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Song Title
Time
Popularity  
30
1
3:26
30
2
2:54
30
3
4:11
30
4
4:11
30
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4:23
30
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6:52
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4:17
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12:04
30
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1:55
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10
4:55
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Product Details

  • Original Release Date: March 27, 1998
  • Release Date: December 4, 2009
  • Label: Jaro Records
  • Copyright: 1998 JARO
  • Total Length: 49:08
  • Genres:
  • ASIN: B0031101C2
  • Average Customer Review: 2.7 out of 5 stars 3 customer reviews
  • Amazon Best Sellers Rank: #385,886 Paid in Albums (See Top 100 Paid in Albums)

Customer Reviews

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Top Customer Reviews

Format: Audio CD
This is Misha Alperin's exploration of fusing Bulgarian folk/traditional music with Russian jazz improvisations & the Tuvan music of Huun-Huur-Tu. What otherwise *could* become a clash or cacophony of cultures, melds into a unity and harmony which is very enjoyable and natural. I have not heard the first CD, so have no basis of comparison. Angelite (The Bulgarian Voices, a female choir/chorus) starts out the first track, later a male Russian soloist sings a totally different song as a complementary counterpoint: beautiful, spiritual, transcendental!!! The qualities are enhanced by the combination of cultures. The second track, "Sunrise" is like a worship service: Angelite provides the harmonies, just like waves rushing up onto the shore, creating sculptures of sound. Track #3, "Early Morning with My Horse", starts out with the "clip - clop" of horse's hooves on a pavement, the sound for which the Tuvans are famous. It continues with their unique male vocals accompanied by ancient Mongolian instruments, combined with the harmonies of Angelite. Track #10 is the only disappointment. The liner notes explain the music is based on the composer's wife's experiences in Norway, hearing how the Norwegians called their cows. Well, it *could* be intriguing, if done with taste & creativity, since the Tuvans create masterful hoof beats with their instruments ... Instead, the outcome is ludicrous, adults "mooing", like kindergarten children! Please leave the cows in the pasture!! The composer is forgiven as it is *only* 1 track out of 10 which falls short of artistic merit. Obviously, he lost creative perspective (or had a deadline to meet). 90% of the CD is great! The ethereal voices of Angelite are without comparison!Read more ›
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Format: Audio CD Verified Purchase
The first album Fly, Fly My Sadness by the talented Angelite Bulgarian voices with Tuvan singers Huun Huur Tu and the Moscow Arts Trio under the direction of a Russian composer/arranger (whose name escapes me at the moment) was absolutely stunning, just pure magic. Unfortunately, lightening didn't strike twice and this album doesn't have the effortless and breathtaking blending of styles that the first one had. In fact, the different groups rarely even perform together on this recording-instead we get one or the other, interspersed with noodling by the aforementioned Russian composer on melodica with the Trio if I remember correctly. At any rate, It never gels and I never came back to it. My advice is to skip this one and go for the magic- buy Fly Fly My Sadness if you can find it, one of the best and most successful blending of disparate world musics I have heard in quite a while. Or better yet, get the complete concert double CD, Legend. I just ordered it, 15 tracks, only 5 of which were on the Fly Fly studio album. In this case, more has to be better. I'll review Legend after I eceive it. I have heard its even better.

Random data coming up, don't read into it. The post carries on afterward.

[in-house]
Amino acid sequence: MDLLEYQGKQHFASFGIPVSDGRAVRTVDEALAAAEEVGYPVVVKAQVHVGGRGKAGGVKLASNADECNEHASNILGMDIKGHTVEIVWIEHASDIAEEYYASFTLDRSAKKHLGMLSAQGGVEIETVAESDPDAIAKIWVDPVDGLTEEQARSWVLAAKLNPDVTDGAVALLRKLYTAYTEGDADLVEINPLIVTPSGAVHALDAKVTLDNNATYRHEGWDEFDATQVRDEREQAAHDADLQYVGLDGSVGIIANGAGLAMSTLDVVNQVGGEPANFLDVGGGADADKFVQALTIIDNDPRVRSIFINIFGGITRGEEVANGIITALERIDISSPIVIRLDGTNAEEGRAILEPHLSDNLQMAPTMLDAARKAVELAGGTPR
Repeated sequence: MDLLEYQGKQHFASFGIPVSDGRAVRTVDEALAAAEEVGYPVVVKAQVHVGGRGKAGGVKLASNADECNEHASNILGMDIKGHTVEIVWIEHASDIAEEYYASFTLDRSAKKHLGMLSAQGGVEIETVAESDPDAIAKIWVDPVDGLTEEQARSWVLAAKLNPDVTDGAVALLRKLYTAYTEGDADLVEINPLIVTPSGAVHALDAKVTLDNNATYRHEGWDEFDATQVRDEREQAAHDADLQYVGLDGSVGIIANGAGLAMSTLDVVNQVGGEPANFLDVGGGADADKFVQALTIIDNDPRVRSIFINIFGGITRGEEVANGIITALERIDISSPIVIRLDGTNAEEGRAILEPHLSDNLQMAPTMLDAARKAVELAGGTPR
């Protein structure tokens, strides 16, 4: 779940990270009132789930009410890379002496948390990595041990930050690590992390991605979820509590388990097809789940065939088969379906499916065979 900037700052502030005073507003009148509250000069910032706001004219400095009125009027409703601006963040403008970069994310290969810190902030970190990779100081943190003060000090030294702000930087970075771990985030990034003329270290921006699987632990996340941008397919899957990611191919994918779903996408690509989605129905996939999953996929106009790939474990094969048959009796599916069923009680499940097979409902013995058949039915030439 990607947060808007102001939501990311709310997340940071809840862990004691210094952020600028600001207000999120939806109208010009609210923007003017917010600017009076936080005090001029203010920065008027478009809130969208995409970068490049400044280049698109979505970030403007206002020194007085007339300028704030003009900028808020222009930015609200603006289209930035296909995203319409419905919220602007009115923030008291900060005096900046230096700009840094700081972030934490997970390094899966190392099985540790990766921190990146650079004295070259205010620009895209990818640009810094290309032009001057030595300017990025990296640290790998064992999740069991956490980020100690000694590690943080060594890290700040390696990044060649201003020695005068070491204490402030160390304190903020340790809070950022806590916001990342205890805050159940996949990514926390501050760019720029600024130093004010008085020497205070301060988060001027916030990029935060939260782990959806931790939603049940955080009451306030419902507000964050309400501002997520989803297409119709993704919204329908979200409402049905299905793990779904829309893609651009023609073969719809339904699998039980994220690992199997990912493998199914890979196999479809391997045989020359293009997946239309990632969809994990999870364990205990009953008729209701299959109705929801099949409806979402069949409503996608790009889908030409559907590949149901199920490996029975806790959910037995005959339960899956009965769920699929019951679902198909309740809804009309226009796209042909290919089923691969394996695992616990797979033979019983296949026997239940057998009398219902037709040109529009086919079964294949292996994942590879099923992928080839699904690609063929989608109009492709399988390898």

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Format: Audio CD
This is the second CD to combine the Bulgarian women's choir Angelite with the Tuvan throat-singers of Huun-Huur-Tu in order to form a hybrid of two ageless, otherworldly sounds. The first album, "Fly, Fly My Sadness" was successful and sometimes spellbinding. This time around, the Moscow Art Trio, which was used sparingly to bridge the two cultures on "Fly, Fly" has a more dominant role, and the Tuvans' participation is little more than an afterthought. The result is much less compelling, largely because the Bulgarian and Russian musical cultures don't have the high contrast of the Bulgarian and Tuvan sounds. The most successful tracks are "New Skomorohi", which pairs Russian singer Sergey Starostin with the Bulgarians, and the closing "300 Pushki", which Angelite performs alone. "Midnight Tale" is a simple but effective piece that is reprised at the end of the CD. Mikhail Alperin's aimless piano noodling detracts from the Bulgarian folk tune on "Sad Harvest". "Mountain Fairy-Tale" is a jarring, annoying variation on a Norwegian cattle call, while "Early Morning with My Horse" includes the jaw harp that is the bane of most Tuvan recordings. The CD's centerpiece, the 12-minute "Grand Finale", segregates the three cultures instead of bringing them together, giving each of the ensembles a few minutes to perform on its own. "Fly, Fly" was a synthesis and a revelation; "Mountain Tale" is just product.
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